Last updated August, 2016.
Aristotle once said:
"It is the mark of an educated mind to be able to entertain a thought without accepting it."
That quote is almost relevant to this post.
Instead, I would say:
"It is the mark of a liberated (or enlightened) person to entertain a thought without identifying with it."
Consider some recent thoughts. For simplicity, here are some we all have at one time or another:
These could be in regard to a relationship, a task, a sport, a job, et cetera.
What makes these thoughts so powerful?
They are powerful because you identify with them. There is no space between you and the thoughts. You forget (or maybe you never realized) that you can be the observer of thoughts and, instead, you get caught up in them.
You indulge them, and get lost in the stories running through your head. This perpetuates more thoughts and emotions. It becomes a vicious cycle that can bury you in a landslide of mental noise.
Refer back to our examples above - you probably label these thoughts "negative." If you believe they are false, you will resist them. You will try to convince yourself that you are good enough, you aren't a failure, you are deserving. Or, you will try to silence them through sheer willpower:
If you believe they are true, on the other hand, you will wallow in self-doubt. As the days go by, these thoughts become ingrained and cause you to develop (and reinforce) a negative self-image, and sabotage your happiness and well-being.
Whether you believe thoughts are true or false, identifying with them leads to self-imposed suffering.
The same applies to thoughts you label "positive." For example:
If you identify with these thoughts, they not only shape your behavior - they become you. Thinking you are the best at something means you should act a certain way. And, as we see time and again, thoughts of superiority can cause actions that are detrimental to yourself and others.
But, if you don't identify with thoughts, you will come to find they are simply...thoughts.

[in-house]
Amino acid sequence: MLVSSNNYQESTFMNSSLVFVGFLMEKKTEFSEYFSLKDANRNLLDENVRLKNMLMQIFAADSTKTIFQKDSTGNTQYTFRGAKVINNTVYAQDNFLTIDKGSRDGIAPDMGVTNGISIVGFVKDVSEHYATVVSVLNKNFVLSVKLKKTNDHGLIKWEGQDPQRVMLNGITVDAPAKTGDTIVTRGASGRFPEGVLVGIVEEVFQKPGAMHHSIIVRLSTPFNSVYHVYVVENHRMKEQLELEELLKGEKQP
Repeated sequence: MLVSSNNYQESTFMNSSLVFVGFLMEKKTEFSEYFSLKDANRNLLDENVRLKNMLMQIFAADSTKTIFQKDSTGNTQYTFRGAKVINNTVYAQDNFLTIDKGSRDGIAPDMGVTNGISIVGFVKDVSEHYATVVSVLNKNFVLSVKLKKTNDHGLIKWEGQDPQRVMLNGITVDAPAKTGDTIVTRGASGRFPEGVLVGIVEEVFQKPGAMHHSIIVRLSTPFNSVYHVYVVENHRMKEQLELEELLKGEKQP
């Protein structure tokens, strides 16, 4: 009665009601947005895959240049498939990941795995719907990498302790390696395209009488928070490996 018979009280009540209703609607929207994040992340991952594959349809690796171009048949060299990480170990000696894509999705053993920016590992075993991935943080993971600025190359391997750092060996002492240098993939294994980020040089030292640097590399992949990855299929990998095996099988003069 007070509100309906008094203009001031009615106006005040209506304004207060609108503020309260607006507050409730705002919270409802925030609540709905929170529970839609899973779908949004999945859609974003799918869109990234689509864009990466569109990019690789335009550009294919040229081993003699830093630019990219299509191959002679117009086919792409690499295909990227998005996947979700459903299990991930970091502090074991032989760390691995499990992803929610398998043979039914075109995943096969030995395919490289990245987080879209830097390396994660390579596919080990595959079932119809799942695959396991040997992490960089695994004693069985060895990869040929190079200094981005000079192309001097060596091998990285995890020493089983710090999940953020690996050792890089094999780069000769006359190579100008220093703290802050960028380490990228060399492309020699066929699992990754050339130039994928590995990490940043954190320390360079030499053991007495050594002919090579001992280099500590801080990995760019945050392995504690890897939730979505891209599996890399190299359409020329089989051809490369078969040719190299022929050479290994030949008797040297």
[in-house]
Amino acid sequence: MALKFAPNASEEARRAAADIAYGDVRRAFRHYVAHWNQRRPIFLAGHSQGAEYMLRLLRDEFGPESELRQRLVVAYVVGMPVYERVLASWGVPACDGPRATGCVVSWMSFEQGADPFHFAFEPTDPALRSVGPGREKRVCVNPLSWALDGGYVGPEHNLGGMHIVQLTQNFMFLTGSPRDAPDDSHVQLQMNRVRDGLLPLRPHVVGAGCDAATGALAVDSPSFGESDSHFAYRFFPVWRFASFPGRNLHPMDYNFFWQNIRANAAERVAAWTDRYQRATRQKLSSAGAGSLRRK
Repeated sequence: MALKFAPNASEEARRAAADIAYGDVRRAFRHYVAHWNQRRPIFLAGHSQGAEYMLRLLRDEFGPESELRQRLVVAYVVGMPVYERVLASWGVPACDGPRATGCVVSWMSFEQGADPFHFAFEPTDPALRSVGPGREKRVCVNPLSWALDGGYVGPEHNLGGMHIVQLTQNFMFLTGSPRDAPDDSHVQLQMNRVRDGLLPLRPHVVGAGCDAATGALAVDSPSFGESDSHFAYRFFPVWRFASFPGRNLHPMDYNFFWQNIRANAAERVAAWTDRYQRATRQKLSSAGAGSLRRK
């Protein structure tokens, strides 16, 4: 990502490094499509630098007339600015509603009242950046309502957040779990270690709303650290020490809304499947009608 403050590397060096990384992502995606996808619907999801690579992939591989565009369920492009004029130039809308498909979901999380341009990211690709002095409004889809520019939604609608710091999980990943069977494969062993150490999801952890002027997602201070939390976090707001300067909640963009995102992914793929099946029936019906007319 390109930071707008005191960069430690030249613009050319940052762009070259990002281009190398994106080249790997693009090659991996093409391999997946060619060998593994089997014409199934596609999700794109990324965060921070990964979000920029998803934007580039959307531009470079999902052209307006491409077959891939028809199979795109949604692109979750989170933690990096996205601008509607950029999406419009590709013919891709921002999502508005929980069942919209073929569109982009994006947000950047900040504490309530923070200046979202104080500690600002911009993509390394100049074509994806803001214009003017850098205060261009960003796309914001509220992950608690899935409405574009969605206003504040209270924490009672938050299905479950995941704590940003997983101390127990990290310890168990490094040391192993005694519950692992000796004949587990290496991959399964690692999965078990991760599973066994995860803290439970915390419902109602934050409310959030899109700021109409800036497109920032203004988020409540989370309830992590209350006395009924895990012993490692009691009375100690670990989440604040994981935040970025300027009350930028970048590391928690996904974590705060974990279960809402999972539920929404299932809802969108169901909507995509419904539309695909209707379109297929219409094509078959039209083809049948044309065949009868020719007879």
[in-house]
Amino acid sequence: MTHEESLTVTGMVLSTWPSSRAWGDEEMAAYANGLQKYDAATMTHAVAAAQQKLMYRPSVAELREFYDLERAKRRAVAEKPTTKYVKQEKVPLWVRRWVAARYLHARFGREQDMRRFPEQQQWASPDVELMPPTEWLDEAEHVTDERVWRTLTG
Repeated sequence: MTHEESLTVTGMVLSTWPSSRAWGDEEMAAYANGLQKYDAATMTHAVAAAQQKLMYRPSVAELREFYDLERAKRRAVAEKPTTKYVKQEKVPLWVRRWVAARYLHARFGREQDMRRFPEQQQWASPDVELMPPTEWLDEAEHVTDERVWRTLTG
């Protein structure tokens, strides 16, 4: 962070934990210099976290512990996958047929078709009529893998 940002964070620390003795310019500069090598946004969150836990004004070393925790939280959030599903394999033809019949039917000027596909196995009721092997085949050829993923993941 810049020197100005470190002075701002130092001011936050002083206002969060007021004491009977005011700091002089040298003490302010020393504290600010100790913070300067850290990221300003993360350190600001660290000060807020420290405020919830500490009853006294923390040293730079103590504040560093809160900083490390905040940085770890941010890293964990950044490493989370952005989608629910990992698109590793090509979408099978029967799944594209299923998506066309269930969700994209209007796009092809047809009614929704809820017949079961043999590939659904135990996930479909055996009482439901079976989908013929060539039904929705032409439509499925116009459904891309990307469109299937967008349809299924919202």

You can observe thoughts without getting caught up in them; you can watch them come and go. When they come, you have a choice: you can identify with them or you can say:
"There are those thoughts again. I am watching them come, and I can watch them go the same way. I can choose not to indulge them and, instead, move my attention away from them (and let them be as they are)."
Is it really that simple? Yes, it is. It does take practice, though.
And that's the problem for most people. Practice takes time and effort. And time and effort is, well, time and effort.
We procrastinate. We forget. We prioritize, and things fall to the bottom of our list.
But, this is all in your control. You simply have to make the decision to do it, and start.
The good news is, the end result is worth it. In fact, it's the most important thing you can do for your quality of life (happiness, peace, and contentment).
So, decide now. Get started. Go do it!
Your thoughts are as transient as the clouds in the sky - learn to watch them float by. You don't have to identify with them. You don't have to attach to them. You don't have to build a story around them.
You don't have to follow your mind wherever it leads.
If there is any "secret" to life, this is it! If you learn to do it consistently, things will magically begin to work out for you.
But, most people won't accept it. They won't try it. And, if they do, they won't stick with it - they won't practice. It's too simple.
Don't be like most people!
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